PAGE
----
She asked if I had become self-conscious about my own body, after spending so much time around people with body image disorders.

Comment: Is there also a connection between Body Dysmorphia Disorder and Transgenderism?

Psychotherapist Bob Withers seems to think so:

"Body dysmorphia could be an issue here. Between two and three per cent of teenage girls suffer from body dysmorphia. One way this may present itself is through so-called rapid-onset gender dysphoria, where a child announces they are trans out of the blue. This can happen with teenagers when they are struggling with puberty.

It is very difficult to distinguish between body dysmorphic disorder and gender dysphoria. The symptoms are often the same. There are all sorts of ethical and clinical difficulties here which I do not think my profession has really resolved.

A patient once told me that they thought their nose was shaped like a witch's and they had a panic attack everytime they caught sight of it in a mirror. But their nose was not ugly or witchy at all. Really they were having witchy thoughts and feelings which they found frightening. The last thing you would do with a case of body dysmorphia like that would be to operate [.....]"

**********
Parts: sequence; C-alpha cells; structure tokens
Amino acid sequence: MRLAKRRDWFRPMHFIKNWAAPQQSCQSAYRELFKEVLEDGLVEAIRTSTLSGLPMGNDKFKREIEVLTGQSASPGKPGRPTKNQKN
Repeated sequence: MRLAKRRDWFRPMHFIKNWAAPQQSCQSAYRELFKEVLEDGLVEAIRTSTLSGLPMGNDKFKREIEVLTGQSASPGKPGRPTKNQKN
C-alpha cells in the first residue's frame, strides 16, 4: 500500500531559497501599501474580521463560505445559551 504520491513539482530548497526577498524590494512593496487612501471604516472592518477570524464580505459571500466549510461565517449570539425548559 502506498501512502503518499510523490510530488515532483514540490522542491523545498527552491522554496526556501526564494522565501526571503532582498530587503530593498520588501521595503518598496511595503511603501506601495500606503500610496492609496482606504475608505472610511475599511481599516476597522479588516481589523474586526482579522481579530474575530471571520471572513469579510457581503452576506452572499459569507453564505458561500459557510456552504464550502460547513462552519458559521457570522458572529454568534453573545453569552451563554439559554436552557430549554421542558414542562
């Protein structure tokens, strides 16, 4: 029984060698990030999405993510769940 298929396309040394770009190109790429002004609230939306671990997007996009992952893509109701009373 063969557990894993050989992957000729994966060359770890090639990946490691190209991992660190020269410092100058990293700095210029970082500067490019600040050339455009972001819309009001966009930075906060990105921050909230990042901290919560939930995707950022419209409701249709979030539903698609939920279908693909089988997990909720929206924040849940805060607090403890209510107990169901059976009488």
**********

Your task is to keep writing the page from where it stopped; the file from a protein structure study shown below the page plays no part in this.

We are experimenting on children - the dangers of Trans ideology.

Bacon n Eggs

'Science' declares 'ideal diet' too expensive for world's poorest... unless necessary economic changes are made

At least one in five people could not afford science's 'ideal diet' designed to feed 10 billion people without hurting the planet, according to a study published on Friday.

Comment: When 'science' is referred to in the third person, RUN.
"Science sez: you must do this, or else you die!"

The EAT-Lancet report made headlines when it was unveiled in January because it proposed the first scientific targets for both a healthy diet and a sustainable food system.

It recommended people double their intake of nuts, fruit, vegetables and legumes, and eat half as much meat and sugar to prevent millions of early deaths, cut greenhouse gas emissions and preserve land, water and biodiversity.